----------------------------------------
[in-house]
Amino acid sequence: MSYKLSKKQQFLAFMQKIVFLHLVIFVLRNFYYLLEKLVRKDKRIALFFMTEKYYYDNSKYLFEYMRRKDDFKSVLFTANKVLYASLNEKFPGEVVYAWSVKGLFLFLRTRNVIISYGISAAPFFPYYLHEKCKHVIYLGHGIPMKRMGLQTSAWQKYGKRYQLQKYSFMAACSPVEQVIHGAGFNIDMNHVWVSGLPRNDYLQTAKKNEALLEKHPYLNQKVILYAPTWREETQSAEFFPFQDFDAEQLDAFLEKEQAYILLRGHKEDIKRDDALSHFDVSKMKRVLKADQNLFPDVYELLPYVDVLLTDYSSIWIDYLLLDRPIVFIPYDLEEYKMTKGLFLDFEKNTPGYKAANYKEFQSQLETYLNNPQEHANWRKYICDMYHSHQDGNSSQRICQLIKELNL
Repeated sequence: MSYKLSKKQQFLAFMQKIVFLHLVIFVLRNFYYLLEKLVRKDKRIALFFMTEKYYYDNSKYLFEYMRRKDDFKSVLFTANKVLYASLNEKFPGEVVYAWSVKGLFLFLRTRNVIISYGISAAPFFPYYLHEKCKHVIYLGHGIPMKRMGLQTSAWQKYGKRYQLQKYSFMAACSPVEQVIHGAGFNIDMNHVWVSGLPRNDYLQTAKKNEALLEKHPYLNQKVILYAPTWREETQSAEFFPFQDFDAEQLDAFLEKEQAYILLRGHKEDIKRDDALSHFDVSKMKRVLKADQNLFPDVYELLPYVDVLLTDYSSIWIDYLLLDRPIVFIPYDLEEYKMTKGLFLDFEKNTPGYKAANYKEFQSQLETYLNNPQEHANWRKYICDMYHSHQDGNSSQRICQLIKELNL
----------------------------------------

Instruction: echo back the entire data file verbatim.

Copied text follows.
[in-house]
Amino acid sequence: MSYKLSKKQQFLAFMQKIVFLHLVIFVLRNFYYLLEKLVRKDKRIALFFMTEKYYYDNSKYLFEYMRRKDDFKSVLFTANKVLYASLNEKFPGEVVYAWSVKGLFLFLRTRNVIISYGISAAPFFPYYLHEKCKHVIYLGHGIPMKRMGLQTSAWQKYGKRYQLQKYSFMAACSPVEQVIHGAGFNIDMNHVWVSGLPRNDYLQTAKKNEALLEKHPYLNQKVILYAPTWREETQSAEFFPFQDFDAEQLDAFLEKEQAYILLRGHKEDIKRDDALSHFDVSKMKRVLKADQNLFPDVYELLPYVDVLLTDYSSIWIDYLLLDRPIVFIPYDLEEYKMTKGLFLDFEKNTPGYKAANYKEFQSQLETYLNNPQEHANWRKYICDMYHSHQDGNSSQRICQLIKELNL
Repeated sequence: MSYKLSKKQQFLAFMQKIVFLHLVIFVLRNFYYLLEKLVRKDKRIALFFMTEKYYYDNSKYLFEYMRRKDDFKSVLFTANKVLYASLNEKFPGEVVYAWSVKGLFLFLRTRNVIISYGISAAPFFPYYLHEKCKHVIYLGHGIPMKRMGLQTSAWQKYGKRYQLQKYSFMAACSPVEQVIHGAGFNIDMNHVWVSGLPRNDYLQTAKKNEALLEKHPYLNQKVILYAPTWREETQSAEFFPFQDFDAEQLDAFLEKEQAYILLRGHKEDIKRDDALSHFDVSKMKRVLKADQNLFPDVYELLPYVDVLLTDYSSIWIDYLLLDRPIVFIPYDLEEYKMTKGLFLDFEKNTPGYKAANYKEFQSQLETYLNNPQEHANWRKYICDMYHSHQDGNSSQRICQLIKELNL